Why you should care
Because it’s one of the most unlikely success stories we’ve read.
The author is the founder of Movement for Scavenger Community, which aims to end manual scavenging, and is pursuing a Ph.D. in social work from the Tata Institute of Social Sciences. He is also an Acumen India Fellow. This is the first of two parts.
I was born into the lowest caste of India, the Chuhras, a name so low and vile that to call someone a Chuhra is to deliver a grave insult. My family included 15 people, and we made our living removing and carrying excrement from toilet pits. Our own one-room house, at the edge of a dump site in a small town called Ladwa, had no toilet or running water of its own. In a country where cleanliness was hard to come by, we were the unclean cleaners with no way to clean ourselves. We were the untouchables.
As a young child, I knew without my parents explaining that my life was predetermined to be exactly like theirs. Although discrimination against the untouchable caste has been illegal for 60 years, almost from the founding of the republic, the law had not changed the behavior of those more powerful than Chuhras. And in India everyone is more powerful than Chuhras.
We planned our caper carefully, waiting until a wedding took place. The chaos provided the cover we needed.
The fact that my mother was the toilet-cleaner at a good school allowed me admission — a boon. But it also put me in a terrible position, because it presented the higher-caste students with even more insults for me than they had for other Chuhras they met on the street. I avoid thinking back to that time, but when I do, I remember very little learning and very much pain. One day I had to wear pants that were ripped across the backside, exposing me to even more ridicule, which continued long after the pants were mended. Perhaps it is not surprising that I never exhibited much evidence of being a good student.
But in my ninth standard year, something ignited in me.
My family had been saving for a year to buy a satellite cable connection for our home. This was a big event in my hamlet, starved as we were for communications from the wider world. Once we saved enough for the deposit and several months of service in advance, I, as the eldest young man in the family, was dispatched to the satellite TV shop, a few hamlets away. Many of my cricket friends accompanied me there, and we made a happy band as we navigated the streets.
When we walked into the shop, the proprietor instantly spotted us as Chuhras. When I held out the money, he snarled at it.
“Chuhras’ hamlet? No, I will not give my connection to you dirty people, and I do not want to enter in your dirty area.”
I offered several months’ fee in advance, but the sight of the money in my hand disgusted him.
“I do not want your money,” he said. “Now get lost, and do not come again.”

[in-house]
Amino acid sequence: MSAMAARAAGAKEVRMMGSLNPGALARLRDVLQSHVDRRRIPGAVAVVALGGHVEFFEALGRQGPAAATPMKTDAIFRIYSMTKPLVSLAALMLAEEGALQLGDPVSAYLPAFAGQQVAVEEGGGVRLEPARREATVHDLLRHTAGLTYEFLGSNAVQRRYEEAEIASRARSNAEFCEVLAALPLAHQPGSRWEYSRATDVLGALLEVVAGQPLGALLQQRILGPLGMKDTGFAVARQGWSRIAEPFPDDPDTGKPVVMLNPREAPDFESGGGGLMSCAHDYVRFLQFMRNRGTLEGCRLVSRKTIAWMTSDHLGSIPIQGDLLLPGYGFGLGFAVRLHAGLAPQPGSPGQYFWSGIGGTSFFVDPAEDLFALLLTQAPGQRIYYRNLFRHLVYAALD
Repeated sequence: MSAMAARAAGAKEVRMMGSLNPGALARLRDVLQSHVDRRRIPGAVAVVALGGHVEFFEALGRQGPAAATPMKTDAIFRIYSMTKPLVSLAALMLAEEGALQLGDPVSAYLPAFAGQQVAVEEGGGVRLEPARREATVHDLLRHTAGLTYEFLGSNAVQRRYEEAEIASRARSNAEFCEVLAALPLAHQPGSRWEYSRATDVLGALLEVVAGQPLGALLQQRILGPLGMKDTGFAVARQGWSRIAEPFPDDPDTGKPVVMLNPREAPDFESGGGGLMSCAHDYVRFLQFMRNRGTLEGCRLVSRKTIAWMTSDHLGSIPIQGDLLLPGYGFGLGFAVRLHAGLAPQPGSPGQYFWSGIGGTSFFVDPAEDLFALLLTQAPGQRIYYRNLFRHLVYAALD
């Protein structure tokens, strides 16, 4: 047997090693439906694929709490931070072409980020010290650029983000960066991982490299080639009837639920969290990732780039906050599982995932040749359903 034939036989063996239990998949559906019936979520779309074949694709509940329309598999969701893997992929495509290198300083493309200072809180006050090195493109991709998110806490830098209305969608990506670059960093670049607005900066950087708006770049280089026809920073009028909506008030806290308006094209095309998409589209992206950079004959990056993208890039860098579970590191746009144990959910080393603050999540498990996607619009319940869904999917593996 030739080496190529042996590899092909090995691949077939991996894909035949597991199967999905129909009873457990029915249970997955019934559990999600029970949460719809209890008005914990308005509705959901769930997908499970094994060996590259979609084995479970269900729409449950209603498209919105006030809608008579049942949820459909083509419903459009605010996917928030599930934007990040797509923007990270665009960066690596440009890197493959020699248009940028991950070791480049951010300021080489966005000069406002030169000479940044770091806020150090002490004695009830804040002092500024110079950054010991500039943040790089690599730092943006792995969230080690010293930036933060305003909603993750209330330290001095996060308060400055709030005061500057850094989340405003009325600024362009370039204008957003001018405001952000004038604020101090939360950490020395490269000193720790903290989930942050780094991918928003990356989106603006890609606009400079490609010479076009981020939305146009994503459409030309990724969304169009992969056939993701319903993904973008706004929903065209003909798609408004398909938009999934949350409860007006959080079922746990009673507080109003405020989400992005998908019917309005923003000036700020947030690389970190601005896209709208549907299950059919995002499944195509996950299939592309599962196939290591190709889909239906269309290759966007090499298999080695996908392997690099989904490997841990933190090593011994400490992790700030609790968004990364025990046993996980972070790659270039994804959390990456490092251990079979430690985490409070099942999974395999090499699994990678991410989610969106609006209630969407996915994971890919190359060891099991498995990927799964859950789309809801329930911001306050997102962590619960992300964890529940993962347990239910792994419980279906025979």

The procession back to our hamlet was not happy. We walked quickly and vowed revenge, and by the time we reached Ladwa, we’d become a gang, out for justice. In our anger we found solidarity and purpose. All of us had faced caste-based taunts. No one wanted to be our friend. What did we owe this so-called civil society? And so we concocted a scheme to put the proprietor out of business.
We planned our caper carefully, waiting until a wedding took place in the hamlet. On the eve of a traditional wedding, the groom’s family celebrates in the streets, dancing, parading and shooting firecrackers while a band plays at top volume. The chaos provided the cover we needed to cut the wires of the satellite TV shop. We ran back to our hamlet in the night, proud of our accomplishment, proud and reckless in the way of young men claiming their power in the world. The thrill of revenge was powerful, and our gang wanted more. So we cut more wires.
But I quickly came to see this as pointless vandalism. For the rich, disconnected wires were a mere inconvenience; the wires would be replaced the next day. The way to show them, to really arrive as equals, was to face them on the cricket field. It might sound bizarre: When my friends and I played cricket, we fashioned a bat from two sticks and a ball from some rags, the pitch was the street, and we spent as much time fishing the ball out of the sewage-filled gutter as we did trying to avoid the pigs, chickens and donkeys that interfered. But we could play.
When I approached an upper-caste schoolmate, he nearly snorted in contempt. But he agreed to play. It was clear that he expected he and his teammates would humiliate the Chuhras in front of a large crowd of their supporters. I did not flinch at this arrogance, which I had come to expect. He asked me for the name of our team, and I said proudly, “The Team of Chuhras.” Then I decided I would never allow people from other communities to join our team. Our victory should be ours only.
The Team of Chuhras had the collective drive of a group of young men who had many scores to settle, obstacles and insults that had been heaped upon their shoulders for generations. Our opponents assumed that their superiority extended to all aspects of life, but they could not know how tough we were. We had played in the streets, without proper equipment, without shoes and in 42-degree heat (107 degrees Fahrenheit). We had played without padding. I warned my team that we would not answer taunts with violence — but with our bats.
I wish I could report that we strolled onto the sylvan fields of the rich and showed them what true strength means, but that is not true. The truth is that they beat us decisively in that first match. They readily agreed to another one because the first had been so much fun. The next match they beat us by a smaller margin, and shortly thereafter we won the tournament. Soon enough, the Team of Chuhras became so good that we beat them in three tournaments and vanquished all their stars.
Vimal Kumar’s journey continues with Part II next week.